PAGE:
Available from: 2013-01-15 Created: 2013-01-11 Last updated: 2017-01-04Bibliographically approved
List of papers
1. Psychological reactions and experiences among Swedish citizens resident in Kobe during the 1995 earthquake
Open this publication in new window or tab >>Psychological reactions and experiences among Swedish citizens resident in Kobe during the 1995 earthquake
1999 (English)In: International Journal of Mass Emergencies and Disasters, ISSN 0280-7270, Vol. 17, no 2, 185-205 p.Article in journal (Refereed) Published
Abstract [en]

This paper discusses reactions and experiences of temporary residents and transients in a community struck by a major natural disaster. A retrospective questionnaire study was conducted among a group of Swedish citizens who were resident in Kobe during the Great Hanshin-Awaji earthquake. Respondents describe aspects of their behavior before, during, and after the earthquake. The findings indicate that, as a group, the Swedes appear to have coped well, even though they were not well-prepared for this type of situation. One factor found to be related to the behavioral responses was ability to speak the local language, in this case Japanese. On the basis of the study results, some particular needs and resources of foreign residents are discussed.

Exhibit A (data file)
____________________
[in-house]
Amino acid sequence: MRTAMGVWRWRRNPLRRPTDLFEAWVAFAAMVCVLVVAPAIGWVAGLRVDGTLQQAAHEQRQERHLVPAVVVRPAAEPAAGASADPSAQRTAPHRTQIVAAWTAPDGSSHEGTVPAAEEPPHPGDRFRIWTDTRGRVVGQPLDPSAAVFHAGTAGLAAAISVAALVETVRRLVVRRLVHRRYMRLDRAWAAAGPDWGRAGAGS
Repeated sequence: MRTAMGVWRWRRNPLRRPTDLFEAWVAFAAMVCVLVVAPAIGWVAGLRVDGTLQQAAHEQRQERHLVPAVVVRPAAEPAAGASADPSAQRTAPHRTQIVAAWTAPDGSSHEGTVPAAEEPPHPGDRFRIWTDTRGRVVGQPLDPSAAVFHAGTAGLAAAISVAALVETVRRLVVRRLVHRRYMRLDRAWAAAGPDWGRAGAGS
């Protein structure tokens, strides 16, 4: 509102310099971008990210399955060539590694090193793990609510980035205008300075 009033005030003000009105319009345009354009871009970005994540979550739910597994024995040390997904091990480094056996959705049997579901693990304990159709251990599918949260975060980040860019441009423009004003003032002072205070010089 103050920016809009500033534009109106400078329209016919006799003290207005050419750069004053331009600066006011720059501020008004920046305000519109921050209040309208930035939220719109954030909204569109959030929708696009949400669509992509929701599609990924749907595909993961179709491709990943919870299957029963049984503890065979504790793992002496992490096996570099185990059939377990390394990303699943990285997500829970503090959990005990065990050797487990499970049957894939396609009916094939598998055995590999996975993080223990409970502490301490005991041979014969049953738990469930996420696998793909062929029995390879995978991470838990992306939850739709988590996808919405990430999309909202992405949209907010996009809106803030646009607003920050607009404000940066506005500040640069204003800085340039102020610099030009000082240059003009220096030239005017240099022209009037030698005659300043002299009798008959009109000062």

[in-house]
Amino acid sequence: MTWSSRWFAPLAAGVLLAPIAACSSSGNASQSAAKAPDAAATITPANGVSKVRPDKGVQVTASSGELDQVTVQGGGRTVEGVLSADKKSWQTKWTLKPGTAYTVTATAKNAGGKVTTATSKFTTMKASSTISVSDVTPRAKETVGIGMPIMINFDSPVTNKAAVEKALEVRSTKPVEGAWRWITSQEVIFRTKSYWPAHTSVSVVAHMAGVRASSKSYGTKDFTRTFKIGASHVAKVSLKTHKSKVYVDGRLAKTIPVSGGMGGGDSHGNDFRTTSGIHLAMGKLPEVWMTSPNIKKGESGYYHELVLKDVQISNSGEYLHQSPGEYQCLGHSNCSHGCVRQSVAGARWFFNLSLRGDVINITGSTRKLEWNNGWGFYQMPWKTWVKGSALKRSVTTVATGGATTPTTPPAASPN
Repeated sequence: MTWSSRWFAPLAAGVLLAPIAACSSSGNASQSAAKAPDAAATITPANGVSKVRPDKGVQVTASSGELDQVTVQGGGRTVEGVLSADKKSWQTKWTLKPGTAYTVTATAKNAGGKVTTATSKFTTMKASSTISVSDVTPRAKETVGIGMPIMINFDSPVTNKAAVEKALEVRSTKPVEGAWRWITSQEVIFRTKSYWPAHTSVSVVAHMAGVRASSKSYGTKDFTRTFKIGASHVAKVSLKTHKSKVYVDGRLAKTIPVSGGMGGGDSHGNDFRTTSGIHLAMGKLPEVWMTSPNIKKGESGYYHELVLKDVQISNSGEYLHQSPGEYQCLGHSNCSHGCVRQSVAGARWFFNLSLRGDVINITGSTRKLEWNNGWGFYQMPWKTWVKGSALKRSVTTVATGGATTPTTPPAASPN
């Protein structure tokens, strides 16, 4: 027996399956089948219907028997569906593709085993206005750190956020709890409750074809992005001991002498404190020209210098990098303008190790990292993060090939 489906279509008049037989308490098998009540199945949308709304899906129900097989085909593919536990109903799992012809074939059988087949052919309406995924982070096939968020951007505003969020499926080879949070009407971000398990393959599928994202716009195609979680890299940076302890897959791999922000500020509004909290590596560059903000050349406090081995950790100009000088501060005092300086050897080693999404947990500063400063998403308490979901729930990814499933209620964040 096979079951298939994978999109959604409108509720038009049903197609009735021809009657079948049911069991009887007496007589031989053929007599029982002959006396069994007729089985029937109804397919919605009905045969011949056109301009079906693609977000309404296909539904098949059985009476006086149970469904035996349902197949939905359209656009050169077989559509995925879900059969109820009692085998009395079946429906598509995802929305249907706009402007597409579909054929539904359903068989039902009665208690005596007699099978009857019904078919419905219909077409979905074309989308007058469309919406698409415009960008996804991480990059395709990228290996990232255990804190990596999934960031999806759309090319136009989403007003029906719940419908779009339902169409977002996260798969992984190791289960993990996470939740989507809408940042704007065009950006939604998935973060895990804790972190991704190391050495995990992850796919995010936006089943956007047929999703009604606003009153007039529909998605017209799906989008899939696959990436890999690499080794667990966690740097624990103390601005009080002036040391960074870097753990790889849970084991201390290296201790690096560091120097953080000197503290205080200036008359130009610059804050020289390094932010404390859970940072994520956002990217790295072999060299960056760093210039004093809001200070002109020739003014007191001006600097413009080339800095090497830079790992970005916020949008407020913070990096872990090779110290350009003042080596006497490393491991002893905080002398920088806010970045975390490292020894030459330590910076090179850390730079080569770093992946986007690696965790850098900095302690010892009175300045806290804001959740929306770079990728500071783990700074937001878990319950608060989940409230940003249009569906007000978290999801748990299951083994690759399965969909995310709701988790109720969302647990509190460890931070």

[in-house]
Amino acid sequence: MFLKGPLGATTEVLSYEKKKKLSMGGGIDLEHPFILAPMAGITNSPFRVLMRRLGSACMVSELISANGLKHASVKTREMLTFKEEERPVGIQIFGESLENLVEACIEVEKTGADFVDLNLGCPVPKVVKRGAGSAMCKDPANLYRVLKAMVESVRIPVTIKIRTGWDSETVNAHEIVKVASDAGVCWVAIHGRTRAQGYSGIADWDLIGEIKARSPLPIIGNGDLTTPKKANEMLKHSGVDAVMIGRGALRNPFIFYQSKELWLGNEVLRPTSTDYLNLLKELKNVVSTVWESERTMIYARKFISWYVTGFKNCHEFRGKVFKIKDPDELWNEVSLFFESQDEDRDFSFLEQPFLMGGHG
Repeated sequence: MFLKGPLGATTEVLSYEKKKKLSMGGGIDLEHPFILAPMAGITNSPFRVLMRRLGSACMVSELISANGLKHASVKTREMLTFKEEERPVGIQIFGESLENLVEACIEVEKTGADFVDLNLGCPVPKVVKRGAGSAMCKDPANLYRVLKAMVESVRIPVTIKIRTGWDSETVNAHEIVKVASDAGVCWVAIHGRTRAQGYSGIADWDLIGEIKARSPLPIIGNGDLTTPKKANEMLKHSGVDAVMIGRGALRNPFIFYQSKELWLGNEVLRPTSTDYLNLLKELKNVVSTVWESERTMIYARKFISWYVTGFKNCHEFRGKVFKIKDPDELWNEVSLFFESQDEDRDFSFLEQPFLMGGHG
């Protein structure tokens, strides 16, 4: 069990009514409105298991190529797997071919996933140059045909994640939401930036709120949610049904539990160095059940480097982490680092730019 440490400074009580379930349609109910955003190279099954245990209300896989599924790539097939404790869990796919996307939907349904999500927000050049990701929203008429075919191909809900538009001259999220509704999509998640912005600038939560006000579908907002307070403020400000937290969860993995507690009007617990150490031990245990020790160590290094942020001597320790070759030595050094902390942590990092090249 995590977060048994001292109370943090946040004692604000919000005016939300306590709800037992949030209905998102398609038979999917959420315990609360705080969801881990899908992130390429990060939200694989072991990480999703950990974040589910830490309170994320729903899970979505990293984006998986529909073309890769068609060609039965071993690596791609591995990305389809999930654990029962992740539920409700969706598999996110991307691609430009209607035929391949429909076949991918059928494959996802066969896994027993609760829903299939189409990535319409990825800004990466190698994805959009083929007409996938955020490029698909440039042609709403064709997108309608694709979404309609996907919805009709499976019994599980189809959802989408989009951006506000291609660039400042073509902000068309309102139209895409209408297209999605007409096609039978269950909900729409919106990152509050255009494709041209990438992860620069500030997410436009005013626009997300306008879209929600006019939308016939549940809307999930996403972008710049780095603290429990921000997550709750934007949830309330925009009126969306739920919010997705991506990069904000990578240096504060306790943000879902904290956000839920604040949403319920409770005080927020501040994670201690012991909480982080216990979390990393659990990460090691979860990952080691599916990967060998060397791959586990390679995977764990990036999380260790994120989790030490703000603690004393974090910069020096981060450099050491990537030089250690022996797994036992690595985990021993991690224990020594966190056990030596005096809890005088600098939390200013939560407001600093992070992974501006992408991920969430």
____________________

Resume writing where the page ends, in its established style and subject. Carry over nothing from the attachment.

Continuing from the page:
National Category
Social Sciences
Research subject
Ledarskap under påfrestande förhållanden
Identifiers
urn:nbn:se:fhs:diva-3275 (URN)
Available from: 2013-01-09 Created: 2013-01-09 Last updated: 2017-01-04Bibliographically approved